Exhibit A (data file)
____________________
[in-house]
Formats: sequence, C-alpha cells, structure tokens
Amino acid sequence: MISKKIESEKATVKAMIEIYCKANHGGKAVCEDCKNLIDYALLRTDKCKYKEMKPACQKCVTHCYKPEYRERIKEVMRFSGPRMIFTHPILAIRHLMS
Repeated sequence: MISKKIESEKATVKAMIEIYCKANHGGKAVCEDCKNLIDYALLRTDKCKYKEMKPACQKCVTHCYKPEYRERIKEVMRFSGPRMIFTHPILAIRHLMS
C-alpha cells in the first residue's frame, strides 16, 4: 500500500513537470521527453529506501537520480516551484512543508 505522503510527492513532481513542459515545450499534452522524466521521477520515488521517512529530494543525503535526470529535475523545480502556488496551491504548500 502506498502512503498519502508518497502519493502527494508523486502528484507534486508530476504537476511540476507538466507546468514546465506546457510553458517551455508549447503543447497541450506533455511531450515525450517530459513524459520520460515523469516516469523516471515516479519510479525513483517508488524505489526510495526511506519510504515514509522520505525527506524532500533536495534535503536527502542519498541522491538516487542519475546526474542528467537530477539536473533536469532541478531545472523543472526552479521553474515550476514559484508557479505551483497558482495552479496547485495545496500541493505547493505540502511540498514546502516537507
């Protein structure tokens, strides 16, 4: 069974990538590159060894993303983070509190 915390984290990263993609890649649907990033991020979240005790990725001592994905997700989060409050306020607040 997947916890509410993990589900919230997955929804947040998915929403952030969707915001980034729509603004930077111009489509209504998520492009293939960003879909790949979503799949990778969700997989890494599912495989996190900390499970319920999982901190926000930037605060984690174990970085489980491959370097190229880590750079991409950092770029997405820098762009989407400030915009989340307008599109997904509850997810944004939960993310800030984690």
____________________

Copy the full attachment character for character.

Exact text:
[in-house]
Formats: sequence, C-alpha cells, structure tokens
Amino acid sequence: MISKKIESEKATVKAMIEIYCKANHGGKAVCEDCKNLIDYALLRTDKCKYKEMKPACQKCVTHCYKPEYRERIKEVMRFSGPRMIFTHPILAIRHLMS
Repeated sequence: MISKKIESEKATVKAMIEIYCKANHGGKAVCEDCKNLIDYALLRTDKCKYKEMKPACQKCVTHCYKPEYRERIKEVMRFSGPRMIFTHPILAIRHLMS
C-alpha cells in the first residue's frame, strides 16, 4: 500500500513537470521527453529506501537520480516551484512543508 505522503510527492513532481513542459515545450499534452522524466521521477520515488521517512529530494543525503535526470529535475523545480502556488496551491504548500 502506498502512503498519502508518497502519493502527494508523486502528484507534486508530476504537476511540476507538466507546468514546465506546457510553458517551455508549447503543447497541450506533455511531450515525450517530459513524459520520460515523469516516469523516471515516479519510479525513483517508488524505489526510495526511506519510504515514509522520505525527506524532500533536495534535503536527502542519498541522491538516487542519475546526474542528467537530477539536473533536469532541478531545472523543472526552479521553474515550476514559484508557479505551483497558482495552479496547485495545496500541493505547493505540502511540498514546502516537507
């Protein structure tokens, strides 16, 4: 069974990538590159060894993303983070509190 915390984290990263993609890649649907990033991020979240005790990725001592994905997700989060409050306020607040 997947916890509410993990589900919230997955929804947040998915929403952030969707915001980034729509603004930077111009489509209504998520492009293939960003879909790949979503799949990778969700997989890494599912495989996190900390499970319920999982901190926000930037605060984690174990970085489980491959370097190229880590750079991409950092770029997405820098762009989407400030915009989340307008599109997904509850997810944004939960993310800030984690």